Another week, another development in the ongoing saga of the notorious Pizza Rat here in New York. Today, New York Magazine reports that rats across the city are now vying for our measly online attention spans by fighting over delicious dollar slices in the Subway…
…we know, it’s hard to look away, which is why writing up the 5 best songs of the week was especially trying this go-round. That, and we can’t stop debating whether or not LCD Soundsystem is getting back together (if you happen to know the answer to this confounding question, please lend us your valuable insight by voting). Still, we managed to pick out the hottest tracks of the week and tell you what we liked about them — dive in!
When snap music emerged from Atlanta strip clubs in the mid-’00s, discerning music-head types treated its arrival like the fucking apocalypse. The conventional wisdom went something like this: A track like D4L’s “Laffy Taffy” is so knowingly and toxically dumb that its inexplicable popularity will inevitably lead to the steep decline in the time-honored art of hip-hop. The word “minstrelsy” was tossed around a lot. A full decade later, though, historical distance lets us hear snap music as what it was: A whole new form of minimalism, one that suddenly made it possible to build a whole club anthem out of a few artfully arranged pings and finger-snaps. Snap’s influence on rap music, especially on the West Coast, has been reverberating ever since; the current Mustard wave would be unthinkable without it. And now we get to hear what happens when the dazzling pop scientists of Copenhagen take snap music and turn it into chiffon-sneer pop music, using its sonics to propel this excellent little bubblegum jam about knowing you deserve better than the shitty asshole that you’re crushing on. –Tom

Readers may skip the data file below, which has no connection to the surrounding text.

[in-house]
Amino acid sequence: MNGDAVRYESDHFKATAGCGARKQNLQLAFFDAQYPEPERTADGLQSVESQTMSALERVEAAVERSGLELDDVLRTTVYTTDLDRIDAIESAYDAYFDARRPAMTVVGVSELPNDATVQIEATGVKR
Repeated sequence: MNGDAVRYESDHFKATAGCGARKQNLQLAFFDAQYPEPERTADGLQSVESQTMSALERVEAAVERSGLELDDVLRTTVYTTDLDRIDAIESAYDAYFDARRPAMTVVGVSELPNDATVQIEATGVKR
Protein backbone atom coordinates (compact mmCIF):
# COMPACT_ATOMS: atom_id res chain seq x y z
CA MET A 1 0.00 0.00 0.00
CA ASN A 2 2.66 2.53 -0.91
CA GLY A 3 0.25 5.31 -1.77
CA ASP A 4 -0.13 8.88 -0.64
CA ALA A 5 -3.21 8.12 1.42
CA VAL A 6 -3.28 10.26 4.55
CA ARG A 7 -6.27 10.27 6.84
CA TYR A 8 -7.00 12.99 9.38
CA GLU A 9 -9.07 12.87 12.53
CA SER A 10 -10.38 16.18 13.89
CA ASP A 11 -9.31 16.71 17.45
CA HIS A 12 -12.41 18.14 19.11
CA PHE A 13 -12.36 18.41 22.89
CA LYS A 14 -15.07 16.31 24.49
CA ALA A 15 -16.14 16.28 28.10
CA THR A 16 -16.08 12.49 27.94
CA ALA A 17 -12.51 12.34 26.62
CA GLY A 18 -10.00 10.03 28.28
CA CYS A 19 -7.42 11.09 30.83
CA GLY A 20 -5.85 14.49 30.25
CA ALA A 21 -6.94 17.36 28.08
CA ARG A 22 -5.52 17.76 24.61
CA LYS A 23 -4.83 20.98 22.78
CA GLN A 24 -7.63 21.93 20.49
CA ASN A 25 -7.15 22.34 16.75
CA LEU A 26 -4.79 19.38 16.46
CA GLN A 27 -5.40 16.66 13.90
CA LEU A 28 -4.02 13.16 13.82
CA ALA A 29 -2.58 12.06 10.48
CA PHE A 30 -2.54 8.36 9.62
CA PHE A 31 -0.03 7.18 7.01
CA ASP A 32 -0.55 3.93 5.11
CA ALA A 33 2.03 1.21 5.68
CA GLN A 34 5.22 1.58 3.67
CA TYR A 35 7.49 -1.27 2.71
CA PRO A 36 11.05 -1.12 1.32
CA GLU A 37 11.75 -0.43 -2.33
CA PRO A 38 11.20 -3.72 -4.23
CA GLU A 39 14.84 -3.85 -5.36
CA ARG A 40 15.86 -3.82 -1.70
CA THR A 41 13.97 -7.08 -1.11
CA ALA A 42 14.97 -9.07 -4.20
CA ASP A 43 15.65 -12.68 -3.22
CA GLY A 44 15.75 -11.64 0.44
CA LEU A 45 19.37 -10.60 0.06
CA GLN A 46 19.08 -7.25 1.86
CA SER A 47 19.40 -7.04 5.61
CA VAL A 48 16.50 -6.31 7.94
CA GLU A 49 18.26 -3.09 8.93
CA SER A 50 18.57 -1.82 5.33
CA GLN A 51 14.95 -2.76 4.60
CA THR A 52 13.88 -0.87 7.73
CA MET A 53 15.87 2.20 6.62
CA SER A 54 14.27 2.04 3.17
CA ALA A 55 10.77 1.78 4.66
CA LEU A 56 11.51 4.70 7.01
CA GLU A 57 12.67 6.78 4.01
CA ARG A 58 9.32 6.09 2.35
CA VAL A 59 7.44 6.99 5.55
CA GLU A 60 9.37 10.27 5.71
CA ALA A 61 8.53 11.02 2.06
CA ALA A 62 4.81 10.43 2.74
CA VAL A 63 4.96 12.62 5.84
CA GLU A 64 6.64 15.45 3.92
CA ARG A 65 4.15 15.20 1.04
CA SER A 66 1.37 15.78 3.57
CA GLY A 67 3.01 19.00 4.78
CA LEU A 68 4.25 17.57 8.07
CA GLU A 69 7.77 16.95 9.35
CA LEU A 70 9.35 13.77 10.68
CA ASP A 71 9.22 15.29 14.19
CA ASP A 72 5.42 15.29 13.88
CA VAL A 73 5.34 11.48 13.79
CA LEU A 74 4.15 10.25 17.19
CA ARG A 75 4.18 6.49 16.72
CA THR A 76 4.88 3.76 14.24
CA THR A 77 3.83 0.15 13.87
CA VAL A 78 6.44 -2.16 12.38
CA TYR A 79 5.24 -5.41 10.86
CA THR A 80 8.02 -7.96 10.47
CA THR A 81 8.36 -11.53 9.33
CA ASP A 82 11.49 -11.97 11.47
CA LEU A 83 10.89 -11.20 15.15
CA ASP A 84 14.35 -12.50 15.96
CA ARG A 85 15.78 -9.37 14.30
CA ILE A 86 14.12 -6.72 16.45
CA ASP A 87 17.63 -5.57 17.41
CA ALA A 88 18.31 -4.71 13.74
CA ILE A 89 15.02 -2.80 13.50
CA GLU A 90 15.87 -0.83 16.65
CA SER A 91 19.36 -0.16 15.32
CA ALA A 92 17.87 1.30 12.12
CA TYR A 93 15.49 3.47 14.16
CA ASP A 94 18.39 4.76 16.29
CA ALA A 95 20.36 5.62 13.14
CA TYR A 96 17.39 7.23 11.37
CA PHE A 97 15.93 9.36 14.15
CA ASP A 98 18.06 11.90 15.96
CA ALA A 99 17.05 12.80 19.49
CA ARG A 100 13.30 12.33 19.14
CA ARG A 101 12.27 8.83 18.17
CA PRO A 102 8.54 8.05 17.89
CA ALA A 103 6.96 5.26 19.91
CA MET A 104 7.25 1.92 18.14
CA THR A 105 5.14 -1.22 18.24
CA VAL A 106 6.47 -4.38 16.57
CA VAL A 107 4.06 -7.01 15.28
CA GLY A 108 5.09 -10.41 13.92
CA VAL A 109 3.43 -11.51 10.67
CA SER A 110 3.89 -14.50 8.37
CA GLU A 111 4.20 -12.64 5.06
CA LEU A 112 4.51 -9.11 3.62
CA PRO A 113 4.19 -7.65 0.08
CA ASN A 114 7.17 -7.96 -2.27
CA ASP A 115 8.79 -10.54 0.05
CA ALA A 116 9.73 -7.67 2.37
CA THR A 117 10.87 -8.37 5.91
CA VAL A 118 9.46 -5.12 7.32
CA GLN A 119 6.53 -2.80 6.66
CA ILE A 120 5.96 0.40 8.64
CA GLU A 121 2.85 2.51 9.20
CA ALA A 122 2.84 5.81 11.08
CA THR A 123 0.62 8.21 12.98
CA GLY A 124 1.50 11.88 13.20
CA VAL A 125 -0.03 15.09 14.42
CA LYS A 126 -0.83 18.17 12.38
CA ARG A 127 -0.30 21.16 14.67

Often, it feels disrespectful to trace a band’s lineage instead of focus on their present. All that backward-glancing undermines the fiery creative act of the present, so there will be none of that here. Pill are a singular entity like their namesake, an enclosed unit of post-punk petulance wandering into free jazz and the ravenous selfishness of desire. “Hot Glue” pushes itself toward you, sticky and sharp as a breath exhaled in disgust. “My fingers my elbows / Smell of the sacrifices I’ve made,” Veronica Torres glowers, as if it’s your fault she’s up to her ears in loss. Her voice rages in duet with Ben Jaffe’s savage, veering saxophone; twinned wails that pass down bitter prophesies over chaotic rock fury. “I can get myself there, but I want you to,” Torres explains, lifting the veil on her vulnerability for a split second. Close listeners know that final admission is the song’s strongest moment. –Caitlin